DS Daily - 24th November 2009

 

An Audience with Professor Nutt - video

On 11th November CCJS held an audience with Professor David Nutt chaired by our director, Richard Garside [Centre for Crime and Justice Studies, UK]

Hooked 23: Sharing

We discussed reasons people share, the perceptions of sharing in trust relationships (eg husband and wife) and of course ways of minimising the risks of blood borne virus transmission if someone decides they are going to share [Injecting Advice, UK]

SNP ‘running scared’ over alcohol Bill

Minimum pricing is strongly supported by the health lobby and senior police officers but has been met with criticism from the drinks industry, including the Scotch Whisky Association (SWA) and the retail sector [Times, UK]

Drink and drug use 'endemic' among many young drivers

According to the survey by road safety charity Brake and firms 3M and Alcosense some 7 per cent of motorists aged 17-25 admitted driving after taking illegal drugs and, of these, 84 per cent said they drove "on a cocktail of drink and drugs." [The Scotsman, UK]

'Minimum price' demand on alcohol

The availability of cheap alcohol has led to calls for minimum prices in Wales to change the drinking culture [BBC, UK]

The Effects of Drug User Registration Laws on People’s Rights and Health

Recent research has revealed that drug user registration laws in the former Soviet Union unfairly restrict the civil rights of drug users and impede their access to drug treatment. Key Findings from Russia, Georgia, and Ukraine. 42-page PDF [Open Society Institute via IDPC]

Pioneer heroin study in jeopardy in Quebec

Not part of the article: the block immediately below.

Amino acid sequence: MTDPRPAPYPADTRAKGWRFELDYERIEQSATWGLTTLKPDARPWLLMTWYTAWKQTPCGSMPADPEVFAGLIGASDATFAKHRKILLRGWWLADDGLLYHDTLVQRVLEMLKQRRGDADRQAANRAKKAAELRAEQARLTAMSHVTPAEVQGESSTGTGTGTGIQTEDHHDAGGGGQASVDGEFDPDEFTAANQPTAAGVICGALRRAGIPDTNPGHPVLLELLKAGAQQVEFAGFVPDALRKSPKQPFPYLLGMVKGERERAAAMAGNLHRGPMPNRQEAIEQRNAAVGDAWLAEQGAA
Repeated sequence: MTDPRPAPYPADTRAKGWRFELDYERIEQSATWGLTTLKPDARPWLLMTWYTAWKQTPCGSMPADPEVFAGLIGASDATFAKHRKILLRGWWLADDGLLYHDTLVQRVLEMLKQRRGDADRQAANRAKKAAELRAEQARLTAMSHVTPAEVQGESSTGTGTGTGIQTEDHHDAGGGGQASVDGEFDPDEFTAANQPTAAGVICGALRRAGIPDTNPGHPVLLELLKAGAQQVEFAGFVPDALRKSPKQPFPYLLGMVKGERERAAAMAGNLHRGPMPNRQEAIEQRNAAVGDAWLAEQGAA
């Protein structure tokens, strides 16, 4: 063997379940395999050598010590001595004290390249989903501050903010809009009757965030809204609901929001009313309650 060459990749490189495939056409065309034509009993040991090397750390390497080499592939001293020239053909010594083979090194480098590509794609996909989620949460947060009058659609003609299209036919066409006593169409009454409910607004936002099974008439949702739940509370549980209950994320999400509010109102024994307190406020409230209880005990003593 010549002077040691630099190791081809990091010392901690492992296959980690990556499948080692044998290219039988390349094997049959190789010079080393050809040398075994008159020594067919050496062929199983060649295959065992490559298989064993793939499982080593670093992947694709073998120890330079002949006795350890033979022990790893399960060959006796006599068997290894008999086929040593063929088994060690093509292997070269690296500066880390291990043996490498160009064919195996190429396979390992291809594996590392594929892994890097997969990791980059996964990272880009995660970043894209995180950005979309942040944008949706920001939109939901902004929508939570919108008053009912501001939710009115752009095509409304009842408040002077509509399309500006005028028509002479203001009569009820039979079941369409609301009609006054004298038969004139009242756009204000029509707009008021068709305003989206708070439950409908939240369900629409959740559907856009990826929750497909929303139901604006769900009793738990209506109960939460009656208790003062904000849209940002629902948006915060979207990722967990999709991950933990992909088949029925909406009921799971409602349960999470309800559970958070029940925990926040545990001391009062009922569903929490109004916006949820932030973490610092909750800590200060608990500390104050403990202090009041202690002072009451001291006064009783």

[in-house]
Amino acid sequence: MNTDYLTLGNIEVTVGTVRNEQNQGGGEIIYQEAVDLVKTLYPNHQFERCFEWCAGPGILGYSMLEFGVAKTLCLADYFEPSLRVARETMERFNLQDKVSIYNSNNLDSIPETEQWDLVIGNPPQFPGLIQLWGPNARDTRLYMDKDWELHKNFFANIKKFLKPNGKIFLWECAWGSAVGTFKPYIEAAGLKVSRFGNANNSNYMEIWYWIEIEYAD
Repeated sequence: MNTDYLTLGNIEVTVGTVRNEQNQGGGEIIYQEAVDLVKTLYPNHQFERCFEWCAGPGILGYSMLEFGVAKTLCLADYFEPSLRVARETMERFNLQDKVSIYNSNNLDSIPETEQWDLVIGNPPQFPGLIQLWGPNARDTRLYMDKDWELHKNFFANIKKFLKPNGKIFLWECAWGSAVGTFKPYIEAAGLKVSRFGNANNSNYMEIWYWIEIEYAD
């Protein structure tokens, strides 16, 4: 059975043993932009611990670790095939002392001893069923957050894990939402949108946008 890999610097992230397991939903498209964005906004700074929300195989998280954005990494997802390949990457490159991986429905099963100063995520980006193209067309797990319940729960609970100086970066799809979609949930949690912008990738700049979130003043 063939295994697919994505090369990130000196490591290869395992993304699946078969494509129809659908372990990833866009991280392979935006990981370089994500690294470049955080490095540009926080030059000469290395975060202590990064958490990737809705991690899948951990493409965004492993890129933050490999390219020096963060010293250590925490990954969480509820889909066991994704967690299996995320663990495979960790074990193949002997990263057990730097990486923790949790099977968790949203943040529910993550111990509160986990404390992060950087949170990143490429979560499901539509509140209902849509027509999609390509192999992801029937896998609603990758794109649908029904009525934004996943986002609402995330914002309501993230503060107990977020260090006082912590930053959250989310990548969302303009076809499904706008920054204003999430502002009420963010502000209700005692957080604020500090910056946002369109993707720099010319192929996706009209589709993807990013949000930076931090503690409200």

Province won't fund long-term phase of controversial research [The Star, Canada]

The War on Weed

Marijuana Is Basically Harmless - The Monumentally Stupid Drug War Is Not [Alternet, USA]

California adopts stricter rules for drug abusers in the health industry

Nurses, dentists and other professionals with addictions will be subject to more drug tests, and any restrictions to their licenses will be listed on public websites [LA Times, USA]

The Afghan Narcotics Industry

While the economic and narcotics situation in Afghanistan may be improving, there are still areas: mainly the south (and some parts of the west) where the situation is significantly worse since the invasion and though now improving, are still at astonishingly high levels of production of opium, violence, and corruption. 2.3MB PDF [Center for Strategic and International Studies]

US rewards Afghans with $38.7m in drug fight

The United States on Monday signed an agreement giving 38.7 million dollars to 27 Afghan provinces that eliminated or significantly reduced opium production in the world's biggest supplier country [AFP]